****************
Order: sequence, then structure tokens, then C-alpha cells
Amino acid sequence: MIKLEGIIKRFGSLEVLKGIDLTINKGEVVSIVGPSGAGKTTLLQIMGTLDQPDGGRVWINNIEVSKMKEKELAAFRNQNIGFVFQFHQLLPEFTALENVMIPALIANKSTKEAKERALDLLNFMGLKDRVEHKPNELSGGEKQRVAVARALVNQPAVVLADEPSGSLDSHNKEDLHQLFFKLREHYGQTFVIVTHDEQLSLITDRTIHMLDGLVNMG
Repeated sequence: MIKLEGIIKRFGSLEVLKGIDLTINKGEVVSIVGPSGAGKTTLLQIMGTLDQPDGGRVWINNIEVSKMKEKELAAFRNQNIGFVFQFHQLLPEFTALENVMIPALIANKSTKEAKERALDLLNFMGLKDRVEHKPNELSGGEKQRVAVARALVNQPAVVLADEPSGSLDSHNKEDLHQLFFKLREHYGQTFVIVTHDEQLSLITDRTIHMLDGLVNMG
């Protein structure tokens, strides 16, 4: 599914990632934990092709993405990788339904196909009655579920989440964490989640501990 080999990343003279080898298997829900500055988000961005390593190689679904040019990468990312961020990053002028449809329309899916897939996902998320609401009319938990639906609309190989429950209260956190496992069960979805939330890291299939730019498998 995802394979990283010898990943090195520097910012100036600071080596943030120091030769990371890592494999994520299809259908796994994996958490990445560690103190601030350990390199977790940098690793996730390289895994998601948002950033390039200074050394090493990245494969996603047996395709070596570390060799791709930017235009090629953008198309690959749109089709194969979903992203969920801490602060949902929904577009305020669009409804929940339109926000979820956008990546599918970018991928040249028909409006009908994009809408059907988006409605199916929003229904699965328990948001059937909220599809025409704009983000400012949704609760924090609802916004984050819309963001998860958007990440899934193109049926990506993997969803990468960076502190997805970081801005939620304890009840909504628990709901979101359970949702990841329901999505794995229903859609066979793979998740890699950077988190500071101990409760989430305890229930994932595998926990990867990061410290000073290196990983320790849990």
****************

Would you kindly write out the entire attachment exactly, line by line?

Order: sequence, then structure tokens, then C-alpha cells
Amino acid sequence: MIKLEGIIKRFGSLEVLKGIDLTINKGEVVSIVGPSGAGKTTLLQIMGTLDQPDGGRVWINNIEVSKMKEKELAAFRNQNIGFVFQFHQLLPEFTALENVMIPALIANKSTKEAKERALDLLNFMGLKDRVEHKPNELSGGEKQRVAVARALVNQPAVVLADEPSGSLDSHNKEDLHQLFFKLREHYGQTFVIVTHDEQLSLITDRTIHMLDGLVNMG
Repeated sequence: MIKLEGIIKRFGSLEVLKGIDLTINKGEVVSIVGPSGAGKTTLLQIMGTLDQPDGGRVWINNIEVSKMKEKELAAFRNQNIGFVFQFHQLLPEFTALENVMIPALIANKSTKEAKERALDLLNFMGLKDRVEHKPNELSGGEKQRVAVARALVNQPAVVLADEPSGSLDSHNKEDLHQLFFKLREHYGQTFVIVTHDEQLSLITDRTIHMLDGLVNMG
């Protein structure tokens, strides 16, 4: 599914990632934990092709993405990788339904196909009655579920989440964490989640501990 080999990343003279080898298997829900500055988000961005390593190689679904040019990468990312961020990053002028449809329309899916897939996902998320609401009319938990639906609309190989429950209260956190496992069960979805939330890291299939730019498998 995802394979990283010898990943090195520097910012100036600071080596943030120091030769990371890592494999994520299809259908796994994996958490990445560690103190601030350990390199977790940098690793996730390289895994998601948002950033390039200074050394090493990245494969996603047996395709070596570390060799791709930017235009090629953008198309690959749109089709194969979903992203969920801490602060949902929904577009305020669009409804929940339109926000979820956008990546599918970018991928040249028909409006009908994009809408059907988006409605199916929003229904699965328990948001059937909220599809025409704009983000400012949704609760924090609802916004984050819309963001998860958007990440899934193109049926990506993997969803990468960076502190997805970081801005939620304890009840909504628990709901979101359970949702990841329901999505794995229903859609066979793979998740890699950077988190500071101990409760989430305890229930994932595998926990990867990061410290000073290196990983320790849990």